Antisemitism and World Media

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Israel’s blatant disregard for the laws of war by bringing down the building which housed major international media outlets shows that not only did Israel have no intention of stopping the bombardment in Gaza but wanted – or even needed – to mute the voice of the media in Palestine … writes Taha Coburn-Kutay

With solidarity for the Palestinians being shown in major cities like Melbourne, Paris, London, New York, Frankfurt, Berlin, Johannesburg, Cape Town, Karachi, Rabat and many more, the Western media – which is largely funded by major Jewish corporations and lobbying groups – are on a sticky wicket.

This dilemma was most recently highlighted by the Foreign Minister of Pakistan, Shah Mehmood Qureshi, in an interview with CNN, where he was accused of being antisemitic for passing a comment on the Western media promoting the Zionists’ occupation of Palestine. Mr Qureshi was quick in rebutting this accusation and highlighted that Israel has misused its power by knowingly killing children and other innocent civilians.

Leaders of Western governments were quiet before their own officials started asserting pressure on them to call for a ceasefire. The world has witnessed how Israel has misused the firepower and technology that it has amassed using funds largely donated by The United States of America. Meanwhile, Jordan, Egypt and Pakistan have played major roles in achieving the current ceasefire yet have not been credited by Western media for this, rather have been painted as secondary players with the USA and its allies taking centre stage in negotiations. Putting pressure on Israel to maintain the current ceasefire, the real peacekeepers Jordan, Egypt and Pakistan have warned there will be consequences—one need not think to hard what this may mean for the wider region.

The Western media saw increased traffic on both old and new media platforms, with the traditional support for Israel waning as younger generations showed support for Palestine. With supply and demand leading the market, as viewers become sympathetic toward Palestine, media will eventually reflect this shift in how it covers the ongoing Israel-Palestine issue. Israel’s blatant disregard for the laws of war by bringing down the building which housed major international media outlets shows that not only did Israel have no intention of stopping the bombardment in Gaza but wanted – or even needed – to mute the voice of the media in Palestine.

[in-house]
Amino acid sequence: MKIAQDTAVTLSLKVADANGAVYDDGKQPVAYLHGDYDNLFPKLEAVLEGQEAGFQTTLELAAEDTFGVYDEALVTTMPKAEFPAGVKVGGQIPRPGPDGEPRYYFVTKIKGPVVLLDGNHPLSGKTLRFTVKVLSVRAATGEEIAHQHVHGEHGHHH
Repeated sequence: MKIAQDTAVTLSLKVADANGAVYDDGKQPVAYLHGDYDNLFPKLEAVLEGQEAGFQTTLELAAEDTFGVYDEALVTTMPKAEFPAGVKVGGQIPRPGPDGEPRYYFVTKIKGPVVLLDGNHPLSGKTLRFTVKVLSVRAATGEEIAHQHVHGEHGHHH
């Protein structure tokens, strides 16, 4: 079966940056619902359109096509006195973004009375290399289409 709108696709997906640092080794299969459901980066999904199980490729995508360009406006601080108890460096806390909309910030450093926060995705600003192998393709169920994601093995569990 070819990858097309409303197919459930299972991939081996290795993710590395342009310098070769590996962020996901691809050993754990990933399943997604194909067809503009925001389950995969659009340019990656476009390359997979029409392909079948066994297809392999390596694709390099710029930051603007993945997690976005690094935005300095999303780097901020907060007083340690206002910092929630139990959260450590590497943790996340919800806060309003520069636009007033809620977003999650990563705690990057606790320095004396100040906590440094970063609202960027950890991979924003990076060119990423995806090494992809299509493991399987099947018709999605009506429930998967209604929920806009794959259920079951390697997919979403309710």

Smoke billows following an Israeli airstrike on Jala Tower, which housed offices of Al-Jazeera TV and Associated Press as well as residential apartments, in Gaza City. (Photo by Rizek AbdeljawadXinhuaIAN

But mainstream media is no longer the only player in these conflicts. For the first time in generations, people all over the world turned their attention to the tumultuous strip of land known as Gaza and largely gave their support for Palestine. What changed? Social media. One of the major factors that affected how this conflict was reported this time around was the amount of civilian-led news that was released from Gaza via social media, putting pressure on mainstream media to report on what they were sharing. But as more videos, photos and reports of Israel targeting civilians in Gaza were shared, Facebook started to censor posts in support and solidarity of Palestine, while pro-Israel content was largely left untouched. Facebook claims this was an error in their algorithm – its up to us as users of the platform to decide if we believe that.

With the most current conflict, support for Palestine in the UK was overwhelming. This may be a redefining moment for how media covers and shows a conflict like Israel-Palestine, as the masses will gravitate toward the media outlet that best reflects their own views. Advertisers will always go with media outlets with highest viewership and readers, adding further pressure on the media to show a balanced view of these conflicts, which is what the public is demanding.

The world has waited more than seven decades for the so-called Superpowers to broker peace in one of the world’s most tumultuous regions. Western media has blood on their hands by furthering the instability by not reporting a balanced view of the conflict. After more than 70 years, it is now normal people across the world who are affecting the most change by shunning biased media, using social media to report a balanced story, and showing their leaders that we will no longer accept silence on these conflicts as being ‘neutral’ – indeed, saying nothing, is saying something.

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